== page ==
The impact of driver’s license ownership on unemployed job seekers’ access to job openings: Assessing the Driver’s License at School project in Flanders

Koos Fransen, Greet Deruyter, Philippe De Maeyer

Research output: Contribution to journalArticlepeer-review

4 Citations (Scopus)

Abstract

An inefficient accessibility to the labor market is considered as one of the key threats to a region's economic wellbeing. However, the high dominance of and independency on travel by private motorized vehicle related to the post-war emergence of the automobile industry has led to various spatial mismatches between living locations and the labor market. Consequently, unemployed job seekers’ inability to find a suitable job is strongly interwoven with transport-related issues, and more specifically, with having a driver's license. The research aims to examine the impact of the policy decision to discontinue the ‘Driver's License at School’ project, which currently provides secondary school pupils (aged 17 years or older) with the ability to obtain their theoretical driver's license at a diminished rate. This is examined through the assessment of job seeker's accessibility to job vacancies in the region of Flanders (and, in extension, the Brussels Capital Region). Therefore, a spatio-temporal accessibility measure was constructed to identify the number of job opportunities per traffic analysis zone for different transport modes, while considering job competition. The results show that job seekers with a driver's license have a higher accessibility to job opportunities than those without. Moreover, significant relationships exist between job seekers’ accessibility and their socio-demographic characteristics. The study argues that – although laudable from an environmental perspective – the discontinuation of the project will lead to various inequitable outcomes for certain groups. This has important ramifications for transport policies focusing on equity in job accessibility as well as spatial planning policies that address how the future Flemish urban landscape should ideally evolve. In addition, it fuels the debate on the discrepancy between sustainable transport policies and an equitable distribution of transport benefits.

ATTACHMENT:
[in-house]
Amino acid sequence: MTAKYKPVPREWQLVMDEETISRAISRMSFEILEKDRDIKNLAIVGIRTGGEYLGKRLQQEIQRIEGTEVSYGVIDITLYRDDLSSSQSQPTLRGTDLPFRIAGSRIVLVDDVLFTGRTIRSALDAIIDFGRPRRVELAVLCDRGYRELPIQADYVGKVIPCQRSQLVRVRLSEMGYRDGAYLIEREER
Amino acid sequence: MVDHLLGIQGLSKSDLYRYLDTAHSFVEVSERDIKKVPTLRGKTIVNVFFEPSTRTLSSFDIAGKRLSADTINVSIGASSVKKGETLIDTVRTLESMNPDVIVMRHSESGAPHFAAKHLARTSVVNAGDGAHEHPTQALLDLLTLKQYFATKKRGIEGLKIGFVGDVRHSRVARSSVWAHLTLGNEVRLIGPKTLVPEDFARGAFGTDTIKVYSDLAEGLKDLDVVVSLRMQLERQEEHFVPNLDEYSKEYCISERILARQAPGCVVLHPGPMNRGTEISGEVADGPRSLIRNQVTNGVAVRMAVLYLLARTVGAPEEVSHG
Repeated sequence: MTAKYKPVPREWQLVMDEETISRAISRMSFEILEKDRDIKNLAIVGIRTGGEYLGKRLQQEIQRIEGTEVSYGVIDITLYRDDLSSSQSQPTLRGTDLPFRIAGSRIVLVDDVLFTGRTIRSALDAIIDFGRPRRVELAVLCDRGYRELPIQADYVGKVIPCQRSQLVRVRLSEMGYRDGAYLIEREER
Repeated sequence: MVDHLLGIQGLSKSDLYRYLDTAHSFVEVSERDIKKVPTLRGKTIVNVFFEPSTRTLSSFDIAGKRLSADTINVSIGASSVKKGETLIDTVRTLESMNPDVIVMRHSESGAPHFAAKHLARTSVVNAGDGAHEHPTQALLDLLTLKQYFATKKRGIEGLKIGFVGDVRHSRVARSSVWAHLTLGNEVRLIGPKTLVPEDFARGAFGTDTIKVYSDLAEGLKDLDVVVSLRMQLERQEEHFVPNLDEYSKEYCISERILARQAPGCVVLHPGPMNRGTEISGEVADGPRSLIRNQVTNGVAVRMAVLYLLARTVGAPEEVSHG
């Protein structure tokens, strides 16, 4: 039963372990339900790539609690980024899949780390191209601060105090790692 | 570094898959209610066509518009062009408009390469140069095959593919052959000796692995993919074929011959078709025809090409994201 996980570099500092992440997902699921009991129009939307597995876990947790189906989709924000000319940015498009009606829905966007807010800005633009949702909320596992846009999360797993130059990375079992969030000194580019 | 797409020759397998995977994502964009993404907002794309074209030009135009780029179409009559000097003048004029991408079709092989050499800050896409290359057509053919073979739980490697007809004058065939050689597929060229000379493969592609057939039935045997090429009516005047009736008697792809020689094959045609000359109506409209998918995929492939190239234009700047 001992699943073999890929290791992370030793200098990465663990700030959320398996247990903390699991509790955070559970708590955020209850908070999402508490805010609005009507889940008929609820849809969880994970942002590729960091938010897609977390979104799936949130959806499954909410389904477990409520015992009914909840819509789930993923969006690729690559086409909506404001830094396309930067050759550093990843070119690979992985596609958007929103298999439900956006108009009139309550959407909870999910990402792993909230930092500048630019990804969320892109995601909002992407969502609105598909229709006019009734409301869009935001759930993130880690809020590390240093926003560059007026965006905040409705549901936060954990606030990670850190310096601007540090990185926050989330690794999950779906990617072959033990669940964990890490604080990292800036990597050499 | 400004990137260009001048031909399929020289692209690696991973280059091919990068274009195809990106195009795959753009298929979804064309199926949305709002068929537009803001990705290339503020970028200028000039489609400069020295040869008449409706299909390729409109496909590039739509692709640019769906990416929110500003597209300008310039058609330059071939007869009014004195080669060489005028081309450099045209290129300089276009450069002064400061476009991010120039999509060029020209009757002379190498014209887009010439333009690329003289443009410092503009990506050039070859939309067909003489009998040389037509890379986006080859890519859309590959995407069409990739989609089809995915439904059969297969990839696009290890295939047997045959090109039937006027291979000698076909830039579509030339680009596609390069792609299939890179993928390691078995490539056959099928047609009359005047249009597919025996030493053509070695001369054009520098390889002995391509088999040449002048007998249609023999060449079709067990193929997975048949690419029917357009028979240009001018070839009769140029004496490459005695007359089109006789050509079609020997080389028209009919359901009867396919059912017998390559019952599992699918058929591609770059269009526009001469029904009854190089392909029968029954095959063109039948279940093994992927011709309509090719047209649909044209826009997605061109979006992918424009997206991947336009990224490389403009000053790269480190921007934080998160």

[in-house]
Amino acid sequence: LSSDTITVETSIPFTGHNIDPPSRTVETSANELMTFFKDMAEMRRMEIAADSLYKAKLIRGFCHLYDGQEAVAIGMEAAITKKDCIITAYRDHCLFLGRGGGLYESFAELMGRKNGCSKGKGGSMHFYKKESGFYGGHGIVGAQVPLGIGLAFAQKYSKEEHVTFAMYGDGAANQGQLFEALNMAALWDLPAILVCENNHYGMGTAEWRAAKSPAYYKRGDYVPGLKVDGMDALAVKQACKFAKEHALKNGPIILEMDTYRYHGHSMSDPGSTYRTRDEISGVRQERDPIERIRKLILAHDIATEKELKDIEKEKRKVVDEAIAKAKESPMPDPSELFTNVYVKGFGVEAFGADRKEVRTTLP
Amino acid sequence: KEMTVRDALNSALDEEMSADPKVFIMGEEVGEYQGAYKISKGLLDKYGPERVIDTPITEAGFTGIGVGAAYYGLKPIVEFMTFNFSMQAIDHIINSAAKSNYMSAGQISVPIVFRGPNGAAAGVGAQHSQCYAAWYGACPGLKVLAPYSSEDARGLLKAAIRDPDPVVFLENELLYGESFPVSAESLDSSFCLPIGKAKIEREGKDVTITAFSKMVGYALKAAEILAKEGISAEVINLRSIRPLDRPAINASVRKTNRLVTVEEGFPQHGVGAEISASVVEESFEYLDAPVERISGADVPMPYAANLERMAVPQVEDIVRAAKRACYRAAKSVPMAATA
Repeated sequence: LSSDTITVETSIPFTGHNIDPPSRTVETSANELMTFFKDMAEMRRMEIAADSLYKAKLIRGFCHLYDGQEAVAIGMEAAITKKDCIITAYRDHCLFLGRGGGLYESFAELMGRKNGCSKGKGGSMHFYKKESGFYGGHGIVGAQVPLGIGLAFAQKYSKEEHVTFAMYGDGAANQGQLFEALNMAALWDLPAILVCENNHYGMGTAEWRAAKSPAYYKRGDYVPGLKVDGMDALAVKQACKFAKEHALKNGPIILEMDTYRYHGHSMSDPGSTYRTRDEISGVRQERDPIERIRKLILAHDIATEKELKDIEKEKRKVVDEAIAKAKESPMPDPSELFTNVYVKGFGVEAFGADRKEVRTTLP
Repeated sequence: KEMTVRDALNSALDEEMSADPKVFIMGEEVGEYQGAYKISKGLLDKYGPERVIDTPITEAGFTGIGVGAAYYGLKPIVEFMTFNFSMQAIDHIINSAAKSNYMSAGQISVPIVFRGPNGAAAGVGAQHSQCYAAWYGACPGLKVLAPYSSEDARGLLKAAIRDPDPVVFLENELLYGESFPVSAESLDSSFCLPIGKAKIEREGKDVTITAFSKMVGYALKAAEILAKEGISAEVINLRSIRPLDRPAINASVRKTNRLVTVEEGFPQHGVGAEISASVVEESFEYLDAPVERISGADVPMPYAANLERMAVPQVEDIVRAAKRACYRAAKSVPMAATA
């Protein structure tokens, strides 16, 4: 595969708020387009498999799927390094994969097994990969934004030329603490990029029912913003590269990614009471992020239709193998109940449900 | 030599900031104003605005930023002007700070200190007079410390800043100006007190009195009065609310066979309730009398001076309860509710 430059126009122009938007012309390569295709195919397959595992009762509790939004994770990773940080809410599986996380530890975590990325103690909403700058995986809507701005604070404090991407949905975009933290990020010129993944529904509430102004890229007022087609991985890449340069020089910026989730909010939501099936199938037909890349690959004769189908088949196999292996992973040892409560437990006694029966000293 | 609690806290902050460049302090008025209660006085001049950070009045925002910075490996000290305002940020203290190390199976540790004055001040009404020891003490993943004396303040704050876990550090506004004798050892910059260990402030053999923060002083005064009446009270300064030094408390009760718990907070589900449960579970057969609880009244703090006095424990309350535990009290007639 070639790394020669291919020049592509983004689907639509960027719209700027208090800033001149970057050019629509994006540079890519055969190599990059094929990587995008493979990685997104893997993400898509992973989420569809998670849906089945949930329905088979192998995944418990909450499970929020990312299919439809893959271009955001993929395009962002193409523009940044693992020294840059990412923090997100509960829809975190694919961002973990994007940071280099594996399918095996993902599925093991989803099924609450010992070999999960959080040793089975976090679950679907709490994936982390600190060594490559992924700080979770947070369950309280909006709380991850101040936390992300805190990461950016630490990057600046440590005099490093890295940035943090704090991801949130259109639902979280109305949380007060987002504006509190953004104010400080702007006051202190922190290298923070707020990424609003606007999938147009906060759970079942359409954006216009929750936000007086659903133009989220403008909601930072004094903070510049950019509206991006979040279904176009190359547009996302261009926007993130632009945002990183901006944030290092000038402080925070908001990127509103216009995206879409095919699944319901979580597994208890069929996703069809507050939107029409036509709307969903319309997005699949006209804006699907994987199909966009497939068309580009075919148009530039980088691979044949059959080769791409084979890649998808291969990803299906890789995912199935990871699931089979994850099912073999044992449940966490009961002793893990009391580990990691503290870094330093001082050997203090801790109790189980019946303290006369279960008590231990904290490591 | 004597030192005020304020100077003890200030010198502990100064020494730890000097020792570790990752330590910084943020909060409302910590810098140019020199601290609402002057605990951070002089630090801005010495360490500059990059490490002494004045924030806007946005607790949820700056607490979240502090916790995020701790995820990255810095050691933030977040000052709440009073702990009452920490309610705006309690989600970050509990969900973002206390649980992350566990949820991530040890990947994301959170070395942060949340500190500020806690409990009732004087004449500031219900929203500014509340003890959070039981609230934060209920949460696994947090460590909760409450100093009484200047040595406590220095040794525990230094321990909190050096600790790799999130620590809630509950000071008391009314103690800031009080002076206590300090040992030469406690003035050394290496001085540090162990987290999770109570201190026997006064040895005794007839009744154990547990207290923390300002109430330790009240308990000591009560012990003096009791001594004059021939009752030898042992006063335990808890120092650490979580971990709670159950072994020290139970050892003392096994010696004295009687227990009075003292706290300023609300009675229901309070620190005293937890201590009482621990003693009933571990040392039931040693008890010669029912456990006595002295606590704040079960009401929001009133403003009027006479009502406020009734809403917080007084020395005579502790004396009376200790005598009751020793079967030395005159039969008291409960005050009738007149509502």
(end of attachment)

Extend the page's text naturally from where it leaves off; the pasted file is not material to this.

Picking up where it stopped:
Original languageEnglish
Pages (from-to)695-705
Number of pages11
JournalCase Studies on Transport Policy
Volume6
Issue number4
DOIs
Publication statusPublished - Dec 2018

Keywords

  • Accessibility
  • Car dependency
  • Driver's license ownership
  • Employment
  • Social exclusion

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